10 most dangerous vehicles

#1. Ford F-Series (F-150, F-250, F-350)

  • Total Fatal Crashes (2014-2018): 10,845

#2. Chevrolet Silverado

  • Total Fatal Crashes (2014-2018): 7,718

#3. Honda Accord

– Total Fatal Crashes (2014-2018): 5,079

#4. Toyota Camry

– Total Fatal Crashes (2014-2018): 4,734

#5. RAM Pickup (1500, 2500, and 3500)

– Total Fatal Crashes (2014-2018): 5,897

#6. Honda Civic

– Total Fatal Crashes (2014-2018): 3,497

#7. Toyota Corolla

– Total Fatal Crashes (2014-2018): 3,430

#8. Ford Explorer

– Total Fatal Crashes (2014-2018): 3,332

#9. Nissan Altima

– Total Fatal Crashes (2014-2018): 3,267

#10. GMC Sierra

– Total Fatal Crashes (2014-2018): 3,245

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What a coincidence, the more vehicles you sell, the more fatal crashes you have.

Unless you post crashes per vehicle mile, it is meaningless.


Don’t tell @TheWonderful90s that 3 of the top 5 are large heavy vehicles. But then again maybe they only hit even larger vehicles, or trains. :wink:

Since the Chevy and GMC are the same truck, total makes them more dangerous☹️
As stated above fatalities per mile means much more.


Check out this effort to determine the causes of fatal crashes in pickups. As a Mississippian I feel certain the report is accurate.

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Big truck owners are compensating for physical shortcomings.
Happens in Texas, Alabama and other southern states.

The ValuePenguin reference begins to explore the deaths per unit sold, but they were a bit lazy. They show deaths in each vehicle model between 2014 and 2018 but only show units sold in 2018.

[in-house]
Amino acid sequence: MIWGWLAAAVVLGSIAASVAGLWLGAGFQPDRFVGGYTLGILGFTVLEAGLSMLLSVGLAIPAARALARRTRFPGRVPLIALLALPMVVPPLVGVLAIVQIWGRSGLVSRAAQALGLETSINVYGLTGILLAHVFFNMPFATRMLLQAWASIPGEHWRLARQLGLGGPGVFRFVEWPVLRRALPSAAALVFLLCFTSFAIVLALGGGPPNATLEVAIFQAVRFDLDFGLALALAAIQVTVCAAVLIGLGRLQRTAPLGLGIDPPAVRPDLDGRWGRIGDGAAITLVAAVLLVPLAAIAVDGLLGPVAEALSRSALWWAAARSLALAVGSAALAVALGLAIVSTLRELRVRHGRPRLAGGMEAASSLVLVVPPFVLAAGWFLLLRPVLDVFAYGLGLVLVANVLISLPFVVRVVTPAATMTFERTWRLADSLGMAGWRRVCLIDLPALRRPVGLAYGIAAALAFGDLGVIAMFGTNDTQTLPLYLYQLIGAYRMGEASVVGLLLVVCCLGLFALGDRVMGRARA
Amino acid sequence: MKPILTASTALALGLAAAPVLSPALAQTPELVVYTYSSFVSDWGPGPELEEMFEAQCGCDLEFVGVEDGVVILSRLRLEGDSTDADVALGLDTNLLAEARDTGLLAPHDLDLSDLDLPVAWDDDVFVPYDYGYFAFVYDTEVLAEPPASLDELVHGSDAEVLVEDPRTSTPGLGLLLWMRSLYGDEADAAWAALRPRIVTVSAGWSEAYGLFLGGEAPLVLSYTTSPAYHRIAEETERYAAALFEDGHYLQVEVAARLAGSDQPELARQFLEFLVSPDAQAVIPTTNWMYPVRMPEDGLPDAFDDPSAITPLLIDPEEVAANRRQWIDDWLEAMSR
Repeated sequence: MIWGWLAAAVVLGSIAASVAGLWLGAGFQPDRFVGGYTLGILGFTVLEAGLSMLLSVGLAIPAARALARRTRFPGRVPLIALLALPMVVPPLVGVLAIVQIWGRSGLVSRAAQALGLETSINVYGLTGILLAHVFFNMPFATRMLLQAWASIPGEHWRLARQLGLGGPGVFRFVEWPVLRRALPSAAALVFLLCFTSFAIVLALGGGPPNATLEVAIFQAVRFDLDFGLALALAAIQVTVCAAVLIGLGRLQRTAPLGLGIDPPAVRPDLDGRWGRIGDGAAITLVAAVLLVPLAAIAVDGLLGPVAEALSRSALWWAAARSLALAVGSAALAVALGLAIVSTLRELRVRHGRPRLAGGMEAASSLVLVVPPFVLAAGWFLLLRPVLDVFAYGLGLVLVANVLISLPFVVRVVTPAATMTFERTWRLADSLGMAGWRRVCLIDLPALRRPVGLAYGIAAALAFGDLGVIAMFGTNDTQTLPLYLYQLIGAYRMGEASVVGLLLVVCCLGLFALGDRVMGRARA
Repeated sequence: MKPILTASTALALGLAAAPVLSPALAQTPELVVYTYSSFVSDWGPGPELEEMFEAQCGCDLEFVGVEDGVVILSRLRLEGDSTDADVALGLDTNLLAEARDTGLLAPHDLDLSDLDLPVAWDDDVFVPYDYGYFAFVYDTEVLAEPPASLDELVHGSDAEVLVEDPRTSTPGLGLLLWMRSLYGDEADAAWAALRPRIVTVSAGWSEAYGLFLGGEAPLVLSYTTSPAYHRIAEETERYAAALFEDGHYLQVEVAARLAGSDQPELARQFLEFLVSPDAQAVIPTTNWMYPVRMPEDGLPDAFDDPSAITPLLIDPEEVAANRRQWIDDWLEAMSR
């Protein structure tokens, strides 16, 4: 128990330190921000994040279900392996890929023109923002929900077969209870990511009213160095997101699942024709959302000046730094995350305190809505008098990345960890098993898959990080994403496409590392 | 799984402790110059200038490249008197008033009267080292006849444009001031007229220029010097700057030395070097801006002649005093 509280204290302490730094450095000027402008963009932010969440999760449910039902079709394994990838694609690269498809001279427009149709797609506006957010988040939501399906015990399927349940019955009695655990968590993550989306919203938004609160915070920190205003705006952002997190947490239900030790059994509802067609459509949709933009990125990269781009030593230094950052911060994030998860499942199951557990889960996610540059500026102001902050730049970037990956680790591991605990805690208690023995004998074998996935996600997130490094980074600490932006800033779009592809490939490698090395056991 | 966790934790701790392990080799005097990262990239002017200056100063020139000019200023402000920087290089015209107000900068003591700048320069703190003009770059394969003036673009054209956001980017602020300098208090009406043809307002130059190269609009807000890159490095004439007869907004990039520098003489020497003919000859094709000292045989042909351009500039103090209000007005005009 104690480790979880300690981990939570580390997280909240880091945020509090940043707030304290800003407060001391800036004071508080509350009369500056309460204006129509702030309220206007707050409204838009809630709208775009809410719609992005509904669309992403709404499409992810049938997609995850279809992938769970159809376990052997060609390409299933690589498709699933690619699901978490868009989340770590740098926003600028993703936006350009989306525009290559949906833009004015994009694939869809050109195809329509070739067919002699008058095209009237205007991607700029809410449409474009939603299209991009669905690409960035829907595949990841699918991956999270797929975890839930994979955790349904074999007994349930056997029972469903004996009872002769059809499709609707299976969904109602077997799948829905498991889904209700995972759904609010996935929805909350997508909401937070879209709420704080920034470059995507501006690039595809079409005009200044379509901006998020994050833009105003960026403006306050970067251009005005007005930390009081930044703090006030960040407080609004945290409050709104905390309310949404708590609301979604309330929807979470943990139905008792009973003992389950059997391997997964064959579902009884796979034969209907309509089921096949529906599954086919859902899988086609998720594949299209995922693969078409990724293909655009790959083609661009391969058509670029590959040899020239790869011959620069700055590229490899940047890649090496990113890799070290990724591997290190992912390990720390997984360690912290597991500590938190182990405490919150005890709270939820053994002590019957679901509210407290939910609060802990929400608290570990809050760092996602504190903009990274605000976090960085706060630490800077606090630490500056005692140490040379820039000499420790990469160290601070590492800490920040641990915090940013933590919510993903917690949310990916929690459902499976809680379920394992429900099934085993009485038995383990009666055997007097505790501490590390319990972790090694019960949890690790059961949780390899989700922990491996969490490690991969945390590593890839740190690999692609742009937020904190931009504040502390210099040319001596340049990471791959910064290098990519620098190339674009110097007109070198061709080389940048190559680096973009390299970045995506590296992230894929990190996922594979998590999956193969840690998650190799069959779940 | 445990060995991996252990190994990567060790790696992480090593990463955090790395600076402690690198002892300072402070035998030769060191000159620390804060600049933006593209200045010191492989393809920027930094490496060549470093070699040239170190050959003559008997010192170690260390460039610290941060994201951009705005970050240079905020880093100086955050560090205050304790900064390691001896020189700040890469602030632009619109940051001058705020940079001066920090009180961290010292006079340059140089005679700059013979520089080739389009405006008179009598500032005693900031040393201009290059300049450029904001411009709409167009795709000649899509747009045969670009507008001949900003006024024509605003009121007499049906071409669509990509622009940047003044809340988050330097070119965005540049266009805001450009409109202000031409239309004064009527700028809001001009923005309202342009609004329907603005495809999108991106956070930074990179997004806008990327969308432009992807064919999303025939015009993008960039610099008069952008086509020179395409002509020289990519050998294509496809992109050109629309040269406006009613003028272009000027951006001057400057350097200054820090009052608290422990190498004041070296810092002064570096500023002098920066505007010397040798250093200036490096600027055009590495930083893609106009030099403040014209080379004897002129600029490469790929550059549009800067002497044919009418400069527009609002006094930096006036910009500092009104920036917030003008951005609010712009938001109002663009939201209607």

This is a totally worthless statistic. If I manufactured car and 500 of the 1000 of them sold crashed…it wouldn’t make this list. Anyone with an IQ can see that a 50% car crash rate would be the highest crash rate of any vehicle in the history of automobiles.


Everyone I know who owns a large pickup truck is under 5’8" and weighs less than 150lbs.

This simply an insult created by people who dislike pickups and large SUVs. Truck owners don’t care what you think.


Worthless statistic. Looks like a list of the best selling vehicles. Where is crash per miles driven data???

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Thanks for bringing everyone’s attention to the obvious useless ness of the statistic!

Here is another source of statistics from the IIHS that is also somewhat useless in its own way. It’s only useful to an insurance company that doesn’t know anything about driver behavior. If you buy a Corvette and you’re 19 years old, we think you’re going to crash is how the insurance industry works. It doesn’t take in to account miles traveled, seat belt use, or driver behavior. This is why the Corvette is usually near the top of this list. Also, don’t overlook the confidence limits, which is a very wide range. The number that they give in between that range is not always better than a guess.

Notice how in this data that the 4 wheel drive versions of the same trucks have higher fatalities. I believe this has purely to do with driver behavior

Why the insulting remark about the south?


Take a math class. Statistics are EXTREMELY useful. It can be abused by people who don’t know what they are doing. But statistics is heavily used by business and manufacturing. Used correctly it can be an extremely effective tool. I’ve worked on several statistical models that have accurately predicted factual results.

I flagged your post as spam, since it is a bit of a personal attack in response to something that I didn’t write, and it contributes nothing of value to the conversation. I doubt anything will happen, by it’s worth a try.

Anything that PROVES you don’t know what you’re talking about is personal attack. Trust me…You’ve lost all credibility in this forum.


You don’t even know what Spam is . Just adds to the list of things you don’t know .


I’m beyond a list with him. We’re now into complex multi-sheet spreadsheet. It’s tough to keep up.


Hey just the other day I was thinking that I hadn’t seen Rod-Knox post here for a while. Glad you’re still around!


I do, I do.
It’s delicious.